33. 33. ADENOID CYSTIC CA  Also called cylindroma due to its histologic appearance.  Commonly seen in parotid and submandibular glands.  Slow growing swelling, locally destructive.  Invaesiveness along perineural spaces - therefore painful, may also extend into medullary bone.  H/P- cribriform appearance due to duct like arrangement of ductal and myoepithelial cells.  Treatment – excision with long follow up / radiotherapy.
  35. 35. ADENOCARCINOMA       Rare but typical malignant neoplasm Noticed early yet a poor prognosis 4rth decade onwards Usu affects parotid gland Pain, facial paralysis, ulceration H/P – tubular or papillary formation of epithelial, mucus secreting and oncocytic cells
  37. 37. SUPERFICIAL PAROTIDECTOMY     Removal of the gland superfcial to the facial nerve Incisions – 1) ‘Y’ shaped incision 2) Preauricular 3) Retromandibular Ear lobe is retracted upwards and skin flap is raised at the plane of deep fascia Care should be taken about facial artery & vein, parotid duct and posterior auricular artery
  39. 39.      Branches of facial nerve are identified either electrically or by sight. The nerve trunk can be seen as a white cord 2-3cm thick. Course of nerve is followed and the superficial lobe is freed from its attachments by blunt dissection using curved mosquito artery forceps External carotid artery, posterior facial vein and retromandibular vein are ligated Remove half centimeter of normal tissue around the palpable mass in case of pleomorphic adenoma (more in case of malignant tumours) Flush the wound liberally with saline, repair the nerve branches where necessary, place a drain and close in 2 layers.
  40. 40. SUBMANDIBULAR GLAND EXCISION  Submandibular Incision is placed 2cm below the lower border of the mandible and about 5-6cm in length.  Blunt dissection is carried out at the deep fascial plane. Marginal mandibular n. is isolated and the fascia is divided at the lower border of mandible.  The lower pole of the gland is exposed and turned upwards and forwards, freeing it from ant and post bellies of digastric and the stylohyoid muscles.  The facial artery and vein are identified and ligated.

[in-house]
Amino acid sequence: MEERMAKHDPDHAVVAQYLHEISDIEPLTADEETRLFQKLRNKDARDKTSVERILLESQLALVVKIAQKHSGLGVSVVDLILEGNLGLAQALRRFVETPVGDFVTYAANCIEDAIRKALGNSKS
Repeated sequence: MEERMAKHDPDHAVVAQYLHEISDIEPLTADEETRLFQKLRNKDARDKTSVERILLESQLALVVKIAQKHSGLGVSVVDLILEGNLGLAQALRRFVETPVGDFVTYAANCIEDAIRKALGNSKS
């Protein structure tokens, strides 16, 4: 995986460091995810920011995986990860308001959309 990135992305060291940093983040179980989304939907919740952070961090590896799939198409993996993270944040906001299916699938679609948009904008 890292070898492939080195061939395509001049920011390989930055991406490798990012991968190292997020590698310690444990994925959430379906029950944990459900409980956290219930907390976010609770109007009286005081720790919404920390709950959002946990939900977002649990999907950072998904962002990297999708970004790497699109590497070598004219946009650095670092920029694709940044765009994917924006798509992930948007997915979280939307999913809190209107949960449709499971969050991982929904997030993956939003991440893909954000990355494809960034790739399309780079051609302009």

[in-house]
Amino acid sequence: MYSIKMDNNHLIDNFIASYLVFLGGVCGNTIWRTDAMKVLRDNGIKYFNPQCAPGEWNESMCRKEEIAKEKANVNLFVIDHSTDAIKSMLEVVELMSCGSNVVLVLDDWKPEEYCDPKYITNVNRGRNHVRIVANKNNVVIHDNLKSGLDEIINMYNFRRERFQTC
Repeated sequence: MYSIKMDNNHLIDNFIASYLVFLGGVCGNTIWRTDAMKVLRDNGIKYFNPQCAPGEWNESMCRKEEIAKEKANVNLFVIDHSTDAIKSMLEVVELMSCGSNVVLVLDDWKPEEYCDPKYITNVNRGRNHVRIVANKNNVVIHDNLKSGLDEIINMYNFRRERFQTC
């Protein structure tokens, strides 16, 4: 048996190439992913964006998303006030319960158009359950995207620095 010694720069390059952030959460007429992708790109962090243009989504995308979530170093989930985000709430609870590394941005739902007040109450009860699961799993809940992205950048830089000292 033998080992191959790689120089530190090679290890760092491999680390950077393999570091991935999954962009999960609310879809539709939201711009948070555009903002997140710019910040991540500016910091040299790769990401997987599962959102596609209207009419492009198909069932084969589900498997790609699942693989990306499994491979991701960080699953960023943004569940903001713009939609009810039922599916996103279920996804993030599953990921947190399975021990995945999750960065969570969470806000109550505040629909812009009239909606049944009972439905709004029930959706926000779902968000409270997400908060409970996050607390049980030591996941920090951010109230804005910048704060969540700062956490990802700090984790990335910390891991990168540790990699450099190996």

42. 42.  The gland is seperated from the mandible.  The lingual and hypoglossal n are identified and protected.  The mylohyoid muscle is retacted and the deep portion of the gland is dissected out.  The gland is removed along with its investing fascia (posteriorly the angular tract of fascia has to be cut with a scissors)  The duct is divided close to the papilla and the wound is closed in layers with placement of a drain.
  44. 44. Complications of salivary gland surgery Frey,s syndrome : • Seen in 1 in 10 patients • Damage to auriculotemporal nerve severes the secretomotor parasympathetic nerves from the otic ganglion and also the sympathetic fibres to the sweat glands. • Following regeneration, the sweat glands are supplied by fibres from the otic ganglion leading to flushing and sweating of the skin of the upper cheek, temporal region and forehead coincident with eating. • Treatment is by dividing the parasympathetic fibres from the glossopharyngeal n.
  45. 45. Facial paralysis : • Damage to the branches of the facial nerve lying within the substance of the gland may cause facial paralysis. • Commonly the marginal mandibular or the zygomatic branches are affected. • Onset of paresis is usually 1-3 hrs post-operatively. • Protect the eye from any irritation. • Full recovery occurs within days to months. • In severe cases symmetry of the face can be restored by using ribbons of fascia lata from the patient’s thigh.